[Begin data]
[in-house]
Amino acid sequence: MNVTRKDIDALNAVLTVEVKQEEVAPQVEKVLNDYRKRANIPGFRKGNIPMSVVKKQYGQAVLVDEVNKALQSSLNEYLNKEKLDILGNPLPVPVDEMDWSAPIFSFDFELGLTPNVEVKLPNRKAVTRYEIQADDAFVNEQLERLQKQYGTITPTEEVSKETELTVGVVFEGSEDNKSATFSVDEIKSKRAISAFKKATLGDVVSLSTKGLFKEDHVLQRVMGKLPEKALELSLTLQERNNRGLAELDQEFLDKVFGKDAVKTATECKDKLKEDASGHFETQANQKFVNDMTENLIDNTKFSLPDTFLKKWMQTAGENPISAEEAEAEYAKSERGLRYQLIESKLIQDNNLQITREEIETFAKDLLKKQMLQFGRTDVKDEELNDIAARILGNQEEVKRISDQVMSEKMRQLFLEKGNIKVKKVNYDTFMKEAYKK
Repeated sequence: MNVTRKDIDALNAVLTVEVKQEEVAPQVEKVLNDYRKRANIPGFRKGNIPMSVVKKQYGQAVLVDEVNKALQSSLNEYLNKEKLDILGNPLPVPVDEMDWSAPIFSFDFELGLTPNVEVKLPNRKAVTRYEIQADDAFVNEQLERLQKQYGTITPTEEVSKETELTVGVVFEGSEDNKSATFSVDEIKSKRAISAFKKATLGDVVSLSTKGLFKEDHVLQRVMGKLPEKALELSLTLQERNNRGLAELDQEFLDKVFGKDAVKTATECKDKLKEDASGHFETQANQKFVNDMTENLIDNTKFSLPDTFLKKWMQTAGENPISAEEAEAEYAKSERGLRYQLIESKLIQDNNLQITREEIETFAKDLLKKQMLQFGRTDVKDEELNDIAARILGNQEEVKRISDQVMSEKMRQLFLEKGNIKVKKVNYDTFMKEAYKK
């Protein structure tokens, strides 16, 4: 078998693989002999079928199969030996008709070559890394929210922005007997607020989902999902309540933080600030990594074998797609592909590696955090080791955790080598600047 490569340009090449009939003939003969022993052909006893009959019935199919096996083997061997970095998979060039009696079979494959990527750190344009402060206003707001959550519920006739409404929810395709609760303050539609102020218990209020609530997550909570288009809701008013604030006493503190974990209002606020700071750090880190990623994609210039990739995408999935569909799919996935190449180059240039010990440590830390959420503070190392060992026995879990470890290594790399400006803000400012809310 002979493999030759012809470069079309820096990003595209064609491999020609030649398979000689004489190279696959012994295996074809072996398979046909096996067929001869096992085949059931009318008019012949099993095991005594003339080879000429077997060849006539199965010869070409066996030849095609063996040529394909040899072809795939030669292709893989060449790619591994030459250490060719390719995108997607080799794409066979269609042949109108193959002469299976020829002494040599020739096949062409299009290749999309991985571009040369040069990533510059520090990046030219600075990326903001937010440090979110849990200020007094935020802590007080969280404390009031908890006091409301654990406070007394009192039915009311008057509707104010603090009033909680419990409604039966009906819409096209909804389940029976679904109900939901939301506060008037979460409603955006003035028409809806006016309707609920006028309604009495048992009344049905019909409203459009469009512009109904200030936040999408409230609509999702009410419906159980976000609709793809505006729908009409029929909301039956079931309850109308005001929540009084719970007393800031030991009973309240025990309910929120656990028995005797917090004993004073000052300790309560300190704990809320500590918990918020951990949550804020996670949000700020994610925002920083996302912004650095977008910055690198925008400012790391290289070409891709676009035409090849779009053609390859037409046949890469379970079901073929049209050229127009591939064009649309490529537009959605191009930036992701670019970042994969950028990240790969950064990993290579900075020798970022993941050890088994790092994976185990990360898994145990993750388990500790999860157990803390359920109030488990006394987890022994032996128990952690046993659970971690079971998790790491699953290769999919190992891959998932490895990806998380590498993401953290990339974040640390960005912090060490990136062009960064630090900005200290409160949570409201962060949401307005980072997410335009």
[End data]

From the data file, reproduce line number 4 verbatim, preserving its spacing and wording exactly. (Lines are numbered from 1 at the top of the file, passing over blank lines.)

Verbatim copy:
């Protein structure tokens, strides 16, 4: 078998693989002999079928199969030996008709070559890394929210922005007997607020989902999902309540933080600030990594074998797609592909590696955090080791955790080598600047 490569340009090449009939003939003969022993052909006893009959019935199919096996083997061997970095998979060039009696079979494959990527750190344009402060206003707001959550519920006739409404929810395709609760303050539609102020218990209020609530997550909570288009809701008013604030006493503190974990209002606020700071750090880190990623994609210039990739995408999935569909799919996935190449180059240039010990440590830390959420503070190392060992026995879990470890290594790399400006803000400012809310 002979493999030759012809470069079309820096990003595209064609491999020609030649398979000689004489190279696959012994295996074809072996398979046909096996067929001869096992085949059931009318008019012949099993095991005594003339080879000429077997060849006539199965010869070409066996030849095609063996040529394909040899072809795939030669292709893989060449790619591994030459250490060719390719995108997607080799794409066979269609042949109108193959002469299976020829002494040599020739096949062409299009290749999309991985571009040369040069990533510059520090990046030219600075990326903001937010440090979110849990200020007094935020802590007080969280404390009031908890006091409301654990406070007394009192039915009311008057509707104010603090009033909680419990409604039966009906819409096209909804389940029976679904109900939901939301506060008037979460409603955006003035028409809806006016309707609920006028309604009495048992009344049905019909409203459009469009512009109904200030936040999408409230609509999702009410419906159980976000609709793809505006729908009409029929909301039956079931309850109308005001929540009084719970007393800031030991009973309240025990309910929120656990028995005797917090004993004073000052300790309560300190704990809320500590918990918020951990949550804020996670949000700020994610925002920083996302912004650095977008910055690198925008400012790391290289070409891709676009035409090849779009053609390859037409046949890469379970079901073929049209050229127009591939064009649309490529537009959605191009930036992701670019970042994969950028990240790969950064990993290579900075020798970022993941050890088994790092994976185990990360898994145990993750388990500790999860157990803390359920109030488990006394987890022994032996128990952690046993659970971690079971998790790491699953290769999919190992891959998932490895990806998380590498993401953290990339974040640390960005912090060490990136062009960064630090900005200290409160949570409201962060949401307005980072997410335009």